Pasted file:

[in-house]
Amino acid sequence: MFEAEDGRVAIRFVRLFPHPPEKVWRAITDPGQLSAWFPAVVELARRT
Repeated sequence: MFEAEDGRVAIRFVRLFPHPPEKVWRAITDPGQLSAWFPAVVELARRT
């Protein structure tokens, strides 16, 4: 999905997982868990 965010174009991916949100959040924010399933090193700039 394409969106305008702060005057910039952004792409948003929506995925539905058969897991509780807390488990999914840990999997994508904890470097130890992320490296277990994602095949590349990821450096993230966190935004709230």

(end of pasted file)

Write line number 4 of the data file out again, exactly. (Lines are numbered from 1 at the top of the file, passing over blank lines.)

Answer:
């Protein structure tokens, strides 16, 4: 999905997982868990 965010174009991916949100959040924010399933090193700039 394409969106305008702060005057910039952004792409948003929506995925539905058969897991509780807390488990999914840990999997994508904890470097130890992320490296277990994602095949590349990821450096993230966190935004709230």